Norman Granz is one of the most important non-musicians in the history of Jazz and no one has made a greater contribution to the staging, recording and filming of Jazz concerts. This series of performances from the prestigious Montreux Jazz Festival now makes a part of this legacy
available on DVD for the first time. Ray Bryant brought to modern Jazz not only the deep roots of the Blues but also the sounds and passion of Gospel. This 1977 solo concert captures him at his very best and features classics such as Take The 'A' Train, Django and St. Louis Blues.
Ray Bryant's playing combined together older elements (including blues, boogie-woogie, gospel, and even stride) into a distinctive, soulful, and swinging style; no one played "After Hours" quite like him. The younger brother of bassist Tommy Bryant and the uncle of Kevin and Robin Eubanks (his sister is their mother), Bryant started his career playing with Tiny Grimes in the late '40s. He became the house pianist at The Blue Note in Philadelphia in 1953, where he backed classic jazz greats (including Charlie Parker, Miles Davis, and Lester Young) and made important contacts. He accompanied Carmen McRae (1956-1957), recorded with Coleman Hawkins and Roy Eldridge at the 1957 Newport Jazz Festival (taking a brilliant solo on an exciting version of "I Can't Believe That You're in Love with Me"), and played with Jo Jones' trio (1958). Bryant settled in New York in 1959; played with Sonny Rollins, Charlie Shavers, and Curtis Fuller; and soon had his own trio. He had a few funky commercial hits (including "Little Susie" and "Cubano Chant") that kept him working for decades. Bryant recorded often throughout his career (most notably for Epic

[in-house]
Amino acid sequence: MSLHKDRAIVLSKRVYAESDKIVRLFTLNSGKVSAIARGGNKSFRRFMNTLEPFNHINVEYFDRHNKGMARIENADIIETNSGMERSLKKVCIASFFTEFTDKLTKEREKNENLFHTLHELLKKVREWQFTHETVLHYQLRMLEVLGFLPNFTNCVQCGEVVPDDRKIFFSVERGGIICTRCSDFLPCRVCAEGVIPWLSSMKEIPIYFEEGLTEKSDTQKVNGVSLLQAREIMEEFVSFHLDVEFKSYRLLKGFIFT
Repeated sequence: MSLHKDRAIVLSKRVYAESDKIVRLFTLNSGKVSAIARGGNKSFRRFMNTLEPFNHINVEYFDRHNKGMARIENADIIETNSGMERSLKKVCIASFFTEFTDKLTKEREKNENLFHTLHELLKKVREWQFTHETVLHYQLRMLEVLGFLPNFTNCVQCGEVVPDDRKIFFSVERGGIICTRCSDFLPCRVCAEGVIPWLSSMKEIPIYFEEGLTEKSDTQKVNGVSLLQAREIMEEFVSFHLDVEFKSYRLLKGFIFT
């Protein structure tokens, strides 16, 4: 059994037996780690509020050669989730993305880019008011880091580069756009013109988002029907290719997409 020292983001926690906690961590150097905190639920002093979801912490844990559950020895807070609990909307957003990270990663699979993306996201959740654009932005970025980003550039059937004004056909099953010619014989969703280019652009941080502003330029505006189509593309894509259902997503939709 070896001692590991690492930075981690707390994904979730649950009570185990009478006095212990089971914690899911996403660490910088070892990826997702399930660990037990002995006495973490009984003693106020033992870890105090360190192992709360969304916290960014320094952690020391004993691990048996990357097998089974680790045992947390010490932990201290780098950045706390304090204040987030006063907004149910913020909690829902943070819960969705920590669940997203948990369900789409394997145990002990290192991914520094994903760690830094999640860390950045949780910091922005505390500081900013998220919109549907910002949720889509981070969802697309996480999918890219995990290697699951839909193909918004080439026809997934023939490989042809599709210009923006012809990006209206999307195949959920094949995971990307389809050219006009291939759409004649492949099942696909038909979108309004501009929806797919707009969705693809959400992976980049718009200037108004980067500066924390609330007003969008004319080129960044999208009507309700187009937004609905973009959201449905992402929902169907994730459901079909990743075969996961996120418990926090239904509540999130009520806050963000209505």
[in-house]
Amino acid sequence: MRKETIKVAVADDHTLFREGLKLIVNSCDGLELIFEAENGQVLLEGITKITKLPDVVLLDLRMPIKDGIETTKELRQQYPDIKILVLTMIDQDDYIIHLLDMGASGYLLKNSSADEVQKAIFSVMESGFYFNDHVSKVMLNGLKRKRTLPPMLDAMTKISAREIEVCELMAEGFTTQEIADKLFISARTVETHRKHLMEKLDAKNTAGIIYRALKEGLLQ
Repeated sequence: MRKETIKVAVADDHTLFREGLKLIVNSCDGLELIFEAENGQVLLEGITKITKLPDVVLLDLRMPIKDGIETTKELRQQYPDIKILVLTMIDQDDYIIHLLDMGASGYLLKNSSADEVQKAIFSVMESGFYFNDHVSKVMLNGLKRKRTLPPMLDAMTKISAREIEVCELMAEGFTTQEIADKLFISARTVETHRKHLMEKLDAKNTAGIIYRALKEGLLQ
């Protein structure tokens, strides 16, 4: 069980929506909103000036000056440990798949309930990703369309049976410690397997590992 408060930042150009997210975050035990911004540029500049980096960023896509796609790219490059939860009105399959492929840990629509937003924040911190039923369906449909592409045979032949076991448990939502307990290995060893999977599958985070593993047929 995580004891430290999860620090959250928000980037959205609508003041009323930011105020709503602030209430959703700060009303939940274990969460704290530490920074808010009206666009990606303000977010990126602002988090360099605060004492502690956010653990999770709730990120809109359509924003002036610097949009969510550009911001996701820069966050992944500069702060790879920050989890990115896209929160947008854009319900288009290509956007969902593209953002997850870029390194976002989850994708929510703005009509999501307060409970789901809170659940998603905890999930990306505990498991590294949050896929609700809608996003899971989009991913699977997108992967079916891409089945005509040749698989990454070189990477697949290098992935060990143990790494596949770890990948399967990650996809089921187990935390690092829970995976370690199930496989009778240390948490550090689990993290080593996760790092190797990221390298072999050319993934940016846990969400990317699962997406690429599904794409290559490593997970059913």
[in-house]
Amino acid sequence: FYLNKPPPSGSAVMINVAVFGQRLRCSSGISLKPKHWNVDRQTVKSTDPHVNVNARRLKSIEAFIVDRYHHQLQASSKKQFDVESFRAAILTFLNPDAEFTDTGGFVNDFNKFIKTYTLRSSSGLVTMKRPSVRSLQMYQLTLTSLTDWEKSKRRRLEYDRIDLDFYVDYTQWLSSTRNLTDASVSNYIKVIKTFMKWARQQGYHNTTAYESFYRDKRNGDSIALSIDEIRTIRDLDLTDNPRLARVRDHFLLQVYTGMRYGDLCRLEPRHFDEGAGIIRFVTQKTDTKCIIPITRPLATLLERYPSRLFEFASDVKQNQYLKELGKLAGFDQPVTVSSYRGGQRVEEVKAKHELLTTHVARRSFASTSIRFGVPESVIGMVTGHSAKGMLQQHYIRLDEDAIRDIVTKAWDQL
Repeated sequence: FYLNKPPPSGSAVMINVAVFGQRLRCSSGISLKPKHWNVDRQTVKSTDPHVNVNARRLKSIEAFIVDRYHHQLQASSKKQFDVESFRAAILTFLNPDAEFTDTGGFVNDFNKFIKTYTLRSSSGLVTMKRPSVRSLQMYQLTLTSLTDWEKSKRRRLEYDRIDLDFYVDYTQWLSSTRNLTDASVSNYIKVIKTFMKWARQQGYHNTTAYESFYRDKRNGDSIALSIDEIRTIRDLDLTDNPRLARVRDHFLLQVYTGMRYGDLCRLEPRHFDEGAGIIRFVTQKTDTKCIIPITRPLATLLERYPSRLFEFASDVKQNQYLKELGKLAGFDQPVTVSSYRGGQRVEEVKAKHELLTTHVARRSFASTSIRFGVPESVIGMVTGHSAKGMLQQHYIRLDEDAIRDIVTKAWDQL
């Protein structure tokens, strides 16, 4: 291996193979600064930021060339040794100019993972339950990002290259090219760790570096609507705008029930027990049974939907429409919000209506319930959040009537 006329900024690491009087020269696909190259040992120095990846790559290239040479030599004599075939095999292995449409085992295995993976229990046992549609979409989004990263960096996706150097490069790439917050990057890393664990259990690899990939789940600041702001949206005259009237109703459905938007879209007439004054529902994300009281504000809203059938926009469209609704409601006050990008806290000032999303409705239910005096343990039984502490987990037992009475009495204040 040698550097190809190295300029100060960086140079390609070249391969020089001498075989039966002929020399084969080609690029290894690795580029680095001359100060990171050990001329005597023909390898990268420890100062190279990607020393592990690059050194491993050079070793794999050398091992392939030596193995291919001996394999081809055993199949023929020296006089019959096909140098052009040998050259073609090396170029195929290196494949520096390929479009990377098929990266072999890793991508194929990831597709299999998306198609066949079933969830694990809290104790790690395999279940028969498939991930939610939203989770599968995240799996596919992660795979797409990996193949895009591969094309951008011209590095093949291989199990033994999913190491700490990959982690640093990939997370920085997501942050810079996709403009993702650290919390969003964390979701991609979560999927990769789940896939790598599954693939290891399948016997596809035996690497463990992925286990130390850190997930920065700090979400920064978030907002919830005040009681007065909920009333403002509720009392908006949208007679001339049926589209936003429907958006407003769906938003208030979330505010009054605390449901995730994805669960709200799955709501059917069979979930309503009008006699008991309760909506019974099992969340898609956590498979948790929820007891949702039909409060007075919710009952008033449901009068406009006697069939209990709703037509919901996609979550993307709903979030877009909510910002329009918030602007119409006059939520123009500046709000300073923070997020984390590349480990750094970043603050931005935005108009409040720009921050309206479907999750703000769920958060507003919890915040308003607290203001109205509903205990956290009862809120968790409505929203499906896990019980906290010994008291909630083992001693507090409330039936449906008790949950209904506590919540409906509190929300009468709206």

, Prestige, Columbia
, Sue, Cadet, Atlantic, Pablo, and Emarcy), and even his dates on electric piano in the '70s are generally rewarding. However, Bryant was heard at his best when playing the blues on unaccompanied acoustic piano. After a lengthy illness, Ray Bryant died in Queens, New York on June 2, 2011; he was 79 years old.